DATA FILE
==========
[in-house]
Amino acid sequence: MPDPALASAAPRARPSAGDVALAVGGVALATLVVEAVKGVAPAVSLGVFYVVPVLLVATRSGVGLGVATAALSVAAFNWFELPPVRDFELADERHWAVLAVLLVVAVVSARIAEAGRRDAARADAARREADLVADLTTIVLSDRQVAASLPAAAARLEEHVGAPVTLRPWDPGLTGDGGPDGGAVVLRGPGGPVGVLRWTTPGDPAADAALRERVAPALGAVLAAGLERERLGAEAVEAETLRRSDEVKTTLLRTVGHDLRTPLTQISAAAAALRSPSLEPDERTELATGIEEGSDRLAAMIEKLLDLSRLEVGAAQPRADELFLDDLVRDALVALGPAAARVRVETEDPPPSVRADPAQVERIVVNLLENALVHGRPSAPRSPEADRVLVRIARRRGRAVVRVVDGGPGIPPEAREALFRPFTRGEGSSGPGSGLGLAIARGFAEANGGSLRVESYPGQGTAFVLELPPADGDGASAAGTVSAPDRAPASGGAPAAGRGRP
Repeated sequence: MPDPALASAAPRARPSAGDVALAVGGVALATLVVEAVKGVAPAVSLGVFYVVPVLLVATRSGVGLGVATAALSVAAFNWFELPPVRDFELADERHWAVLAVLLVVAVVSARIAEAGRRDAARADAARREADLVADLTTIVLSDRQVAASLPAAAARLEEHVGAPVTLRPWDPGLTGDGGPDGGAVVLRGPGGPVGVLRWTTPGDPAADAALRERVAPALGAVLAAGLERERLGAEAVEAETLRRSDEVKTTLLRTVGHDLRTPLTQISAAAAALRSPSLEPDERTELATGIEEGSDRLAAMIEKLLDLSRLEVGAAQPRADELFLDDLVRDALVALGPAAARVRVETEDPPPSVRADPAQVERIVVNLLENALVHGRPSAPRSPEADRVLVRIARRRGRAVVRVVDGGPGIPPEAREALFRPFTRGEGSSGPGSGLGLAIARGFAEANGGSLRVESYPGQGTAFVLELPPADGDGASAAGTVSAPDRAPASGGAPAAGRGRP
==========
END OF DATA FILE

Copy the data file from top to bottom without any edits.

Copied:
[in-house]
Amino acid sequence: MPDPALASAAPRARPSAGDVALAVGGVALATLVVEAVKGVAPAVSLGVFYVVPVLLVATRSGVGLGVATAALSVAAFNWFELPPVRDFELADERHWAVLAVLLVVAVVSARIAEAGRRDAARADAARREADLVADLTTIVLSDRQVAASLPAAAARLEEHVGAPVTLRPWDPGLTGDGGPDGGAVVLRGPGGPVGVLRWTTPGDPAADAALRERVAPALGAVLAAGLERERLGAEAVEAETLRRSDEVKTTLLRTVGHDLRTPLTQISAAAAALRSPSLEPDERTELATGIEEGSDRLAAMIEKLLDLSRLEVGAAQPRADELFLDDLVRDALVALGPAAARVRVETEDPPPSVRADPAQVERIVVNLLENALVHGRPSAPRSPEADRVLVRIARRRGRAVVRVVDGGPGIPPEAREALFRPFTRGEGSSGPGSGLGLAIARGFAEANGGSLRVESYPGQGTAFVLELPPADGDGASAAGTVSAPDRAPASGGAPAAGRGRP
Repeated sequence: MPDPALASAAPRARPSAGDVALAVGGVALATLVVEAVKGVAPAVSLGVFYVVPVLLVATRSGVGLGVATAALSVAAFNWFELPPVRDFELADERHWAVLAVLLVVAVVSARIAEAGRRDAARADAARREADLVADLTTIVLSDRQVAASLPAAAARLEEHVGAPVTLRPWDPGLTGDGGPDGGAVVLRGPGGPVGVLRWTTPGDPAADAALRERVAPALGAVLAAGLERERLGAEAVEAETLRRSDEVKTTLLRTVGHDLRTPLTQISAAAAALRSPSLEPDERTELATGIEEGSDRLAAMIEKLLDLSRLEVGAAQPRADELFLDDLVRDALVALGPAAARVRVETEDPPPSVRADPAQVERIVVNLLENALVHGRPSAPRSPEADRVLVRIARRRGRAVVRVVDGGPGIPPEAREALFRPFTRGEGSSGPGSGLGLAIARGFAEANGGSLRVESYPGQGTAFVLELPPADGDGASAAGTVSAPDRAPASGGAPAAGRGRP